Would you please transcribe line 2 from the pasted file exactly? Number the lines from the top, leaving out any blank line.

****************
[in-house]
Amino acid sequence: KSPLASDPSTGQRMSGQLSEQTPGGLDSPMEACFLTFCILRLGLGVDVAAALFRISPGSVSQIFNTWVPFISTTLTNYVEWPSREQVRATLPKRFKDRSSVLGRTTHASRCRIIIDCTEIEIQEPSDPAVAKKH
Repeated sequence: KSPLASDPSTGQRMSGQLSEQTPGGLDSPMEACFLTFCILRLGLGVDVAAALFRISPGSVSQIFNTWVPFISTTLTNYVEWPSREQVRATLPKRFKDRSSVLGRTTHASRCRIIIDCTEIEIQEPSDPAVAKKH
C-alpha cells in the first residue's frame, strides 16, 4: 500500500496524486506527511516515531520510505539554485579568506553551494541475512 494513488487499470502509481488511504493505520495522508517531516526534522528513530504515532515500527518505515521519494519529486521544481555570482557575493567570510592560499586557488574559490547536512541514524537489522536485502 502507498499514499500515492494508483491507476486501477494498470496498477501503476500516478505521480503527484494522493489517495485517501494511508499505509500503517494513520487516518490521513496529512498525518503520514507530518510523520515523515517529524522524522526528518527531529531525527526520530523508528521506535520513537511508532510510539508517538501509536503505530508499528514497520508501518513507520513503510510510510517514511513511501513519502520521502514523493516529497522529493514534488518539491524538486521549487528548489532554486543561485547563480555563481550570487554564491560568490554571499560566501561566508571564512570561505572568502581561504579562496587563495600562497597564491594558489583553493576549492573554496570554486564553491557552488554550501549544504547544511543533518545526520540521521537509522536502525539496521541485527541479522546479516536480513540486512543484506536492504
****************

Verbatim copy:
Amino acid sequence: KSPLASDPSTGQRMSGQLSEQTPGGLDSPMEACFLTFCILRLGLGVDVAAALFRISPGSVSQIFNTWVPFISTTLTNYVEWPSREQVRATLPKRFKDRSSVLGRTTHASRCRIIIDCTEIEIQEPSDPAVAKKH